Re: fuzzy finance


Subject: Re: fuzzy finance
From: Dale Johnson (djohnson@mi.ab.ca)
Date: Fri Feb 25 2000 - 03:59:57 MET


Perhaps you should use the same method that actual investors use.

They listen to the media, people in chat-rooms, and analysts who
say one thing, but do another. They play hunches, feel fear and
greed.

See, if you use your very proper and logical methods, you are saying
that the average investor is proper and logical. That's where I
disagree. People say the PE is at 120 because of "long term growth
prospects", but it's because everyone is chasing the stock, when
it goes south to have a PE of 22, then people say that "there were
doubts than management could execute" when actually, everbody
jumped the bandwagon because a bunch of shorts spooked the
market, and the company has one bad quarter.

I don't think that markets always work like this, but because everyone
is in this market for a week or two instead of six months or five
years, its acting stupid.

Dale.

"PGreenfinch" <pgreenfinch@wanadoo.fr> wrote in message
news:893h4c$asq$1@wanadoo.fr...
> Dale Johnson a écrit
> >This is not to say it can't be modelled, but using an "efficiency"
> >pricipal at its base would be inaccurate. Perhaps a "perception"
> >model may excel.
> >
> Thanks a lot for your observation
> Well, you go a little farther than I do. Or maybe not.
> Of course it is a kind of paradox to use an "efficiency principal" (I
guess
> you refer to my Estimated Economic Value calculation, used as a kind of
> pivot).
> But this calculation precisely reflects a market perception, as I try to
> explain below:
> There a scores of different models and model variations to determine the
> so-called "efficient price" (this is fuzziness at its best, no !).
> You can use (present, or future, actualised or not) net earnings,
operating
> profits, cash earnings, dividends, net worth, and even "market
performance"
> (the so-called Total Shareholder Return aggregating dividends and annual
> price gains ...as long as the market prices rise !).
> You can also use various hypothesis of rates of return (according to the
> risk premium the market is supposed to consider as "normal), and different
> correlations coefficients (historical or implied beta...) between stocks
> The calculation I chose is just the one that seems to correspond to the
> fashion / buzzword of the last decades, I mean the "PER" (Price / Earnings
> Ratio).
> I tried to calibrate it precisely to reflect how the operators
unconsciously
> seems to calibrate it.
> So it is no surprise that it plays a pivotal role in the formation of
prices
> as all operators tend to use more or less this common cooking recipe.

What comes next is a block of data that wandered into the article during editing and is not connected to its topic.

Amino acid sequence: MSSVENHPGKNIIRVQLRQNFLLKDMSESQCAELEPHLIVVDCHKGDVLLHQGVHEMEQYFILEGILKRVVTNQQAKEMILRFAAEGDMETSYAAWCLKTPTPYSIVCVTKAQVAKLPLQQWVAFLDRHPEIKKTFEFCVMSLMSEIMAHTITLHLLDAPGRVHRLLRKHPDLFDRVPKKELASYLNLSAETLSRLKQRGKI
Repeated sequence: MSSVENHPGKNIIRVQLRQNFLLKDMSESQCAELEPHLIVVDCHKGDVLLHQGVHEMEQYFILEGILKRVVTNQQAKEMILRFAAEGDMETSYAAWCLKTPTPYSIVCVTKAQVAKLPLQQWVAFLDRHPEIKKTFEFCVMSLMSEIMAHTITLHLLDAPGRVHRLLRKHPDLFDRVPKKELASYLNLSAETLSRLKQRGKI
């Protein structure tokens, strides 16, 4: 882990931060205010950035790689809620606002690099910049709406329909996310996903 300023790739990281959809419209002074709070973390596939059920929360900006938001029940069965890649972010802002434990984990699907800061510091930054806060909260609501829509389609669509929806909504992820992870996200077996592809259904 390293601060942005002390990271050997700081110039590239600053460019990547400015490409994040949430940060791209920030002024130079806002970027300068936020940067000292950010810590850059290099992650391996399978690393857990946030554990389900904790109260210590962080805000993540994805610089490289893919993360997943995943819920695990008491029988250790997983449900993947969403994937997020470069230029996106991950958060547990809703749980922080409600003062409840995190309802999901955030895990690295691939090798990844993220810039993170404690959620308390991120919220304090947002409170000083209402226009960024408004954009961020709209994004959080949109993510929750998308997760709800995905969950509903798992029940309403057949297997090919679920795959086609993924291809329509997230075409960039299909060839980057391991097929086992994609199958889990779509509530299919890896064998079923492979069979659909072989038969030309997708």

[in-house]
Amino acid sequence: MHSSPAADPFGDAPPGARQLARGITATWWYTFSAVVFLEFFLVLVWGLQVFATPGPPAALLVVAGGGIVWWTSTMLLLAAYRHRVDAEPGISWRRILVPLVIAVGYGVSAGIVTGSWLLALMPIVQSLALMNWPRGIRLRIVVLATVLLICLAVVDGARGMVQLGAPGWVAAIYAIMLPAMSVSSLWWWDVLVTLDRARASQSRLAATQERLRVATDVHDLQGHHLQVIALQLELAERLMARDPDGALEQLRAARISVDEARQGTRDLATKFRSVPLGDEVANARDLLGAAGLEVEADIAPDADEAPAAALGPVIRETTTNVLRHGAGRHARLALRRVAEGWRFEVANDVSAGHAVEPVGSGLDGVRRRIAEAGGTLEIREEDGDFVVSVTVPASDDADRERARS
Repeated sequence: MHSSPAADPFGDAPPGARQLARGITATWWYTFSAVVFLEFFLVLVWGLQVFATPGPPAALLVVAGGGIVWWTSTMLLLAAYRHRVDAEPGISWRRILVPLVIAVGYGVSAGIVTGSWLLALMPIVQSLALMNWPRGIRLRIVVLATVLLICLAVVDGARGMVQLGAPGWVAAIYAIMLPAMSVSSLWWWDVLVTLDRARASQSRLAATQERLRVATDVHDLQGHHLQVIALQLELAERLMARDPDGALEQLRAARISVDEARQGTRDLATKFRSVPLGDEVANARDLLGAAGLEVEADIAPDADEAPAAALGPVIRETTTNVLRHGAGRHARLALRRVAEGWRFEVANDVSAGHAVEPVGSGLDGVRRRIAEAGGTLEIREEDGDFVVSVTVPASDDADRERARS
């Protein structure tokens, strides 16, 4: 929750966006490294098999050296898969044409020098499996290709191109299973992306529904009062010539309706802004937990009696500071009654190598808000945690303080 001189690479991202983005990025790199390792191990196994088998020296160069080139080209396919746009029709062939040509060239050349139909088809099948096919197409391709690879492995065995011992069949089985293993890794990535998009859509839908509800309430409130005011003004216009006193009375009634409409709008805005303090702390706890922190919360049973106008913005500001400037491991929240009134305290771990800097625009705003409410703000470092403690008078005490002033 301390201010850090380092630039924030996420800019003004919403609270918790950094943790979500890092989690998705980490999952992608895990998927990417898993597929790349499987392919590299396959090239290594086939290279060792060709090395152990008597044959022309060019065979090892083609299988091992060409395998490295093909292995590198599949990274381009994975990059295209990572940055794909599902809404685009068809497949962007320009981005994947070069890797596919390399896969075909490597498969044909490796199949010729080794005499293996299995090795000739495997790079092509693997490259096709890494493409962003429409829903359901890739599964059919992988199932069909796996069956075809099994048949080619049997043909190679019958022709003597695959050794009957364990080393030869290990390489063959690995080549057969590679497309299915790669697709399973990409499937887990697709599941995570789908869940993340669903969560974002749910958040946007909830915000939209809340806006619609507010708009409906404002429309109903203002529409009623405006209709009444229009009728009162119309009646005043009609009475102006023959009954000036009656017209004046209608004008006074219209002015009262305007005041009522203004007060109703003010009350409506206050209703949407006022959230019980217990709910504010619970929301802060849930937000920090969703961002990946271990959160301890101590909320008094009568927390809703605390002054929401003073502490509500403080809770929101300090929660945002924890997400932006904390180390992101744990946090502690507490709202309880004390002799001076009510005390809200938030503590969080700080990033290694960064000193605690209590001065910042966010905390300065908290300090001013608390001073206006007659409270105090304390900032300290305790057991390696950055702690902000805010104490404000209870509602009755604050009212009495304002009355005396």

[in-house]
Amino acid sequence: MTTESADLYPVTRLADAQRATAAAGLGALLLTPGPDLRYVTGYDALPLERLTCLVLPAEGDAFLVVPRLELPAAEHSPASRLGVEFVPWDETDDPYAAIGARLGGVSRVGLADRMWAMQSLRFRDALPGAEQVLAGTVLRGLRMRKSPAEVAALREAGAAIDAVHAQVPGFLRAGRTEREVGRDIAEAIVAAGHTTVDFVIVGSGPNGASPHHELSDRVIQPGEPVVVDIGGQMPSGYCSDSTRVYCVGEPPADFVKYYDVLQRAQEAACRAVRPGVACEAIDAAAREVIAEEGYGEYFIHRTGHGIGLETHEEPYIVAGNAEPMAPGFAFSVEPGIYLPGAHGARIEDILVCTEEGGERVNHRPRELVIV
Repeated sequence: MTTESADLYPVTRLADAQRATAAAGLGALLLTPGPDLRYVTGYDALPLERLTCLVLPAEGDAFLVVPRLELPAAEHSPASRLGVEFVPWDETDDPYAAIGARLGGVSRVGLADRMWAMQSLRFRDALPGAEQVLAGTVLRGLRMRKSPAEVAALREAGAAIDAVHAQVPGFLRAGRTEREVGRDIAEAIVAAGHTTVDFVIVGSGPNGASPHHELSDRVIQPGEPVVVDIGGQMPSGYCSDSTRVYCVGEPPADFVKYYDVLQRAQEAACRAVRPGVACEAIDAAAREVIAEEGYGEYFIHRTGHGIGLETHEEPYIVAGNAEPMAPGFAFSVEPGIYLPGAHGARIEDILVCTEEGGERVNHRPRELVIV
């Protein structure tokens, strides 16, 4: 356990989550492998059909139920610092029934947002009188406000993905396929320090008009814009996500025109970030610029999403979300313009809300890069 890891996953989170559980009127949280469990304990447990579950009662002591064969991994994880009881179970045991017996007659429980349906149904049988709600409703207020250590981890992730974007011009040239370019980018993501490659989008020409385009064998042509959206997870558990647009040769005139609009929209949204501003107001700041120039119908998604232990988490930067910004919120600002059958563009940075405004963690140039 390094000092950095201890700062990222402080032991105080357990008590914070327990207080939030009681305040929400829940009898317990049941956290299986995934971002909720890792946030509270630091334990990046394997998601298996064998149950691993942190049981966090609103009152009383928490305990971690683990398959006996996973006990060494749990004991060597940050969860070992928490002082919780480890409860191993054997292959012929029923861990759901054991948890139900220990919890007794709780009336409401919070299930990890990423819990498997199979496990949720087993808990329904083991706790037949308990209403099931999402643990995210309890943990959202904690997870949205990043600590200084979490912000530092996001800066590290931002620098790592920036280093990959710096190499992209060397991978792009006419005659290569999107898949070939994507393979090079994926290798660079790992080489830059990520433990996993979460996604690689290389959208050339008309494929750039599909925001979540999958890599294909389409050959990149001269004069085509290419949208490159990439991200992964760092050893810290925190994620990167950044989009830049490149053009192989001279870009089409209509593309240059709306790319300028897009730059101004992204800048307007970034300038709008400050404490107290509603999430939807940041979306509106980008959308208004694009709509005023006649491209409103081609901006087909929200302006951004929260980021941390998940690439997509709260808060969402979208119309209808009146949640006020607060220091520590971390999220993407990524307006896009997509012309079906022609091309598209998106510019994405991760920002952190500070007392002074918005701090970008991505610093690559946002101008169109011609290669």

> Maybe the fashion will change, people may put on fresh clothes for the
> "millenium", a new pivot may emerge, a different today special may be
served
> in the stock market cafeteria.
> For example Internet and communication companies, for most of which no
> earnings can be forecast (no earnings = no PER, haha !), other fancy
methods
> are used (current projected number of subscribers, of hits per day, of
> recurrent customers... )
> Well, you see how fuzzy my "efficiency principal" is ! Just a calibration
> trick ! :-)
>
> )>Dale Johnson
> >
> >"PGreenfinch" <pgreenfinch@wanadoo.fr> wrote in message
> >news:88p3al$45e$1@wanadoo.fr...
> >> The ERT / Efficient Market Theory sustains that there is only one
> possible
> >> asset price at a given moment, the condition being that the market be
> deep
> >> and liquid enough and fully informed.
> >> The price, with this theory, would result from the stock's
"fundamentals"
> >> - expected profit (future earnings per share),
> >> - rate of return (by reference with the "riskless rate", measured by
the
> >> government bond's rate, to which is addes a risk premium linked to the
> >stock
> >> volatility (standard price deviation)
> >> - a beta coefficient linked to the correlation between the price of the
> >> stock of an individual company, and the prices in the whole market,
> >measured
> >> by a market index).
> >> Well, in practice, stock prices behave more wildly and fuzzily.
> >> Can anyone tell me if my pricing model (that uses behavioral finance
and
> >> gives a much broader potential price range than the ERT) has some
> >> resemblance with fuzzy models, and if that could lead to further
research
> >> using fuzzy logic tools ?
> >> _ _ _ _ _ _ _ _ _ _ _ _ _ _ _ _ _ _ _
> >> Behavioral stock pricing:
> >> http://perso.wanadoo.fr/pgreenfinch/
> >>
> >>
> >>
> >
> >
>
>

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